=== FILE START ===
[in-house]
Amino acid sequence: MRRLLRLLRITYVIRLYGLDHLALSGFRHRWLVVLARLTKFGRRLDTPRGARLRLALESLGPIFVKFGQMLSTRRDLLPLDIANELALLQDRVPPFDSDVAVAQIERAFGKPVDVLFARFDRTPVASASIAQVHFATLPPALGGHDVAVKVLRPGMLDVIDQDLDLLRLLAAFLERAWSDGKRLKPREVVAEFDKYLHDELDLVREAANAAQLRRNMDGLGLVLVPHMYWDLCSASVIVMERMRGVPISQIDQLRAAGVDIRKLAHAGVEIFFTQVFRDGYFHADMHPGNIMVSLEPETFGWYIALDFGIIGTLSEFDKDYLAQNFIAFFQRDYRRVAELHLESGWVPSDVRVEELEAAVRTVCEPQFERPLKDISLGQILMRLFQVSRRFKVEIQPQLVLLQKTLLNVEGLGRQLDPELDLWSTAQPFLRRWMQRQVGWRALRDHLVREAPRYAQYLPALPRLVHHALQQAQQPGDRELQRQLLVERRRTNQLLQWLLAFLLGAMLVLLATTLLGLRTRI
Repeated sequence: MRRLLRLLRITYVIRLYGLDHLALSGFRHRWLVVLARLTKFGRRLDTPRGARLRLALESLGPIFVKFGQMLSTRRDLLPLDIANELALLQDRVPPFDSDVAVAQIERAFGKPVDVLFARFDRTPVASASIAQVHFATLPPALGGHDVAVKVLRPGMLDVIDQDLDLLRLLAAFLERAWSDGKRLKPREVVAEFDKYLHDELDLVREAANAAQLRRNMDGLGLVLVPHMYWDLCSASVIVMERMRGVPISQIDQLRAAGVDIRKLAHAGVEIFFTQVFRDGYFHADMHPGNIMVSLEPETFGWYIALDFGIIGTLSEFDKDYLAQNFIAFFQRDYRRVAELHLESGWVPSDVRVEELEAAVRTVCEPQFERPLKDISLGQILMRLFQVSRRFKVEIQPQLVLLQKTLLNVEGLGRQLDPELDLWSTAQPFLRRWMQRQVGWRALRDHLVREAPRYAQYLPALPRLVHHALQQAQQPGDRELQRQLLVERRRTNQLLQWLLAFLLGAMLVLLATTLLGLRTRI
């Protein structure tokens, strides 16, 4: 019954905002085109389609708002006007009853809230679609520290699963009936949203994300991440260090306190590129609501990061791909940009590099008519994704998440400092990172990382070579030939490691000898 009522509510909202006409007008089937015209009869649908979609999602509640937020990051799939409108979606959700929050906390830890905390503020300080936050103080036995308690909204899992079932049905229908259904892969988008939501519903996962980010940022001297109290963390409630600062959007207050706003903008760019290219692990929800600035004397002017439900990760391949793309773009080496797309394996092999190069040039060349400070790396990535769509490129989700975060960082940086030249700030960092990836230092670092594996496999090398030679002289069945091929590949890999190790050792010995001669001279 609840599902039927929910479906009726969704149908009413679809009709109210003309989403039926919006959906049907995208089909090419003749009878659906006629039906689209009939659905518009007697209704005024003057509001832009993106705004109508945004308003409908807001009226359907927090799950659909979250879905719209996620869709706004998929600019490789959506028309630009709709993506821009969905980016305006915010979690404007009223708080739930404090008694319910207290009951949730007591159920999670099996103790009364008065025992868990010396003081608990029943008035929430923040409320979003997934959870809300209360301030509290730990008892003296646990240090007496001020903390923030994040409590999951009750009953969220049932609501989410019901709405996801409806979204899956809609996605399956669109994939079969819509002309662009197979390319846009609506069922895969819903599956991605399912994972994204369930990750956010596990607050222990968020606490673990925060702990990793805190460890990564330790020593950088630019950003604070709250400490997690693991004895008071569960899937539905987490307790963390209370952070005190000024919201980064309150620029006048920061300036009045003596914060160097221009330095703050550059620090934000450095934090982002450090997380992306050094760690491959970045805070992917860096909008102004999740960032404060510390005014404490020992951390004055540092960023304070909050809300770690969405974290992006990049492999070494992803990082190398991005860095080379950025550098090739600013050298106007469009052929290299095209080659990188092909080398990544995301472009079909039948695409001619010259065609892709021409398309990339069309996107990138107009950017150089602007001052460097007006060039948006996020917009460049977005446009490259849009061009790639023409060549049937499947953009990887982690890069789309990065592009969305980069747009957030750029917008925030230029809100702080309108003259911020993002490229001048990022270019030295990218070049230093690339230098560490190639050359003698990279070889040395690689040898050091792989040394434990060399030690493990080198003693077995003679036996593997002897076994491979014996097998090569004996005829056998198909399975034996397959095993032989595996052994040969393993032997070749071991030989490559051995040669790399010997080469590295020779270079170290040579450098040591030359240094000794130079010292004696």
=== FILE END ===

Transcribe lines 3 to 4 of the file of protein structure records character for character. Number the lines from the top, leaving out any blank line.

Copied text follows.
Repeated sequence: MRRLLRLLRITYVIRLYGLDHLALSGFRHRWLVVLARLTKFGRRLDTPRGARLRLALESLGPIFVKFGQMLSTRRDLLPLDIANELALLQDRVPPFDSDVAVAQIERAFGKPVDVLFARFDRTPVASASIAQVHFATLPPALGGHDVAVKVLRPGMLDVIDQDLDLLRLLAAFLERAWSDGKRLKPREVVAEFDKYLHDELDLVREAANAAQLRRNMDGLGLVLVPHMYWDLCSASVIVMERMRGVPISQIDQLRAAGVDIRKLAHAGVEIFFTQVFRDGYFHADMHPGNIMVSLEPETFGWYIALDFGIIGTLSEFDKDYLAQNFIAFFQRDYRRVAELHLESGWVPSDVRVEELEAAVRTVCEPQFERPLKDISLGQILMRLFQVSRRFKVEIQPQLVLLQKTLLNVEGLGRQLDPELDLWSTAQPFLRRWMQRQVGWRALRDHLVREAPRYAQYLPALPRLVHHALQQAQQPGDRELQRQLLVERRRTNQLLQWLLAFLLGAMLVLLATTLLGLRTRI
């Protein structure tokens, strides 16, 4: 019954905002085109389609708002006007009853809230679609520290699963009936949203994300991440260090306190590129609501990061791909940009590099008519994704998440400092990172990382070579030939490691000898 009522509510909202006409007008089937015209009869649908979609999602509640937020990051799939409108979606959700929050906390830890905390503020300080936050103080036995308690909204899992079932049905229908259904892969988008939501519903996962980010940022001297109290963390409630600062959007207050706003903008760019290219692990929800600035004397002017439900990760391949793309773009080496797309394996092999190069040039060349400070790396990535769509490129989700975060960082940086030249700030960092990836230092670092594996496999090398030679002289069945091929590949890999190790050792010995001669001279 609840599902039927929910479906009726969704149908009413679809009709109210003309989403039926919006959906049907995208089909090419003749009878659906006629039906689209009939659905518009007697209704005024003057509001832009993106705004109508945004308003409908807001009226359907927090799950659909979250879905719209996620869709706004998929600019490789959506028309630009709709993506821009969905980016305006915010979690404007009223708080739930404090008694319910207290009951949730007591159920999670099996103790009364008065025992868990010396003081608990029943008035929430923040409320979003997934959870809300209360301030509290730990008892003296646990240090007496001020903390923030994040409590999951009750009953969220049932609501989410019901709405996801409806979204899956809609996605399956669109994939079969819509002309662009197979390319846009609506069922895969819903599956991605399912994972994204369930990750956010596990607050222990968020606490673990925060702990990793805190460890990564330790020593950088630019950003604070709250400490997690693991004895008071569960899937539905987490307790963390209370952070005190000024919201980064309150620029006048920061300036009045003596914060160097221009330095703050550059620090934000450095934090982002450090997380992306050094760690491959970045805070992917860096909008102004999740960032404060510390005014404490020992951390004055540092960023304070909050809300770690969405974290992006990049492999070494992803990082190398991005860095080379950025550098090739600013050298106007469009052929290299095209080659990188092909080398990544995301472009079909039948695409001619010259065609892709021409398309990339069309996107990138107009950017150089602007001052460097007006060039948006996020917009460049977005446009490259849009061009790639023409060549049937499947953009990887982690890069789309990065592009969305980069747009957030750029917008925030230029809100702080309108003259911020993002490229001048990022270019030295990218070049230093690339230098560490190639050359003698990279070889040395690689040898050091792989040394434990060399030690493990080198003693077995003679036996593997002897076994491979014996097998090569004996005829056998198909399975034996397959095993032989595996052994040969393993032997070749071991030989490559051995040669790399010997080469590295020779270079170290040579450098040591030359240094000794130079010292004696």